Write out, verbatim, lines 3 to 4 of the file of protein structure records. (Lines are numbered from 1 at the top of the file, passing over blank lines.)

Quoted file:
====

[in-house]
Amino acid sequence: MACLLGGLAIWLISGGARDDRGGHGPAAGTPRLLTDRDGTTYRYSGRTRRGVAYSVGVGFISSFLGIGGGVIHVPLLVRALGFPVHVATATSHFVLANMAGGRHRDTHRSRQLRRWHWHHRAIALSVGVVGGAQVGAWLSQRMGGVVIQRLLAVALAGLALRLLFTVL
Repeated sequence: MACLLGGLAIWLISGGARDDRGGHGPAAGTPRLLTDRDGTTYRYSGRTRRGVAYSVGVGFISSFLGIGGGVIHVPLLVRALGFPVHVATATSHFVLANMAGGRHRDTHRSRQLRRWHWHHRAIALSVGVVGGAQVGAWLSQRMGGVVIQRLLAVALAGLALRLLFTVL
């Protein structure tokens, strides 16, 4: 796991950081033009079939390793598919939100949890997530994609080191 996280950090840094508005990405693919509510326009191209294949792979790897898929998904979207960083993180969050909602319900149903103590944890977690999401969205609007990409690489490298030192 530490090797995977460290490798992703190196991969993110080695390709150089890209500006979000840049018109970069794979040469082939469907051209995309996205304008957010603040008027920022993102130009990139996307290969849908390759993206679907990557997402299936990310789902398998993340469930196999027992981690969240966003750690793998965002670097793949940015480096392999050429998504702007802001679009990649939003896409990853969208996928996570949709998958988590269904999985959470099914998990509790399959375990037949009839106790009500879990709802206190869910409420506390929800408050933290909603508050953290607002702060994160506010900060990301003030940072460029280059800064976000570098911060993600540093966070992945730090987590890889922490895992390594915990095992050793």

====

Repeated sequence: MACLLGGLAIWLISGGARDDRGGHGPAAGTPRLLTDRDGTTYRYSGRTRRGVAYSVGVGFISSFLGIGGGVIHVPLLVRALGFPVHVATATSHFVLANMAGGRHRDTHRSRQLRRWHWHHRAIALSVGVVGGAQVGAWLSQRMGGVVIQRLLAVALAGLALRLLFTVL
């Protein structure tokens, strides 16, 4: 796991950081033009079939390793598919939100949890997530994609080191 996280950090840094508005990405693919509510326009191209294949792979790897898929998904979207960083993180969050909602319900149903103590944890977690999401969205609007990409690489490298030192 530490090797995977460290490798992703190196991969993110080695390709150089890209500006979000840049018109970069794979040469082939469907051209995309996205304008957010603040008027920022993102130009990139996307290969849908390759993206679907990557997402299936990310789902398998993340469930196999027992981690969240966003750690793998965002670097793949940015480096392999050429998504702007802001679009990649939003896409990853969208996928996570949709998958988590269904999985959470099914998990509790399959375990037949009839106790009500879990709802206190869910409420506390929800408050933290909603508050953290607002702060994160506010900060990301003030940072460029280059800064976000570098911060993600540093966070992945730090987590890889922490895992390594915990095992050793």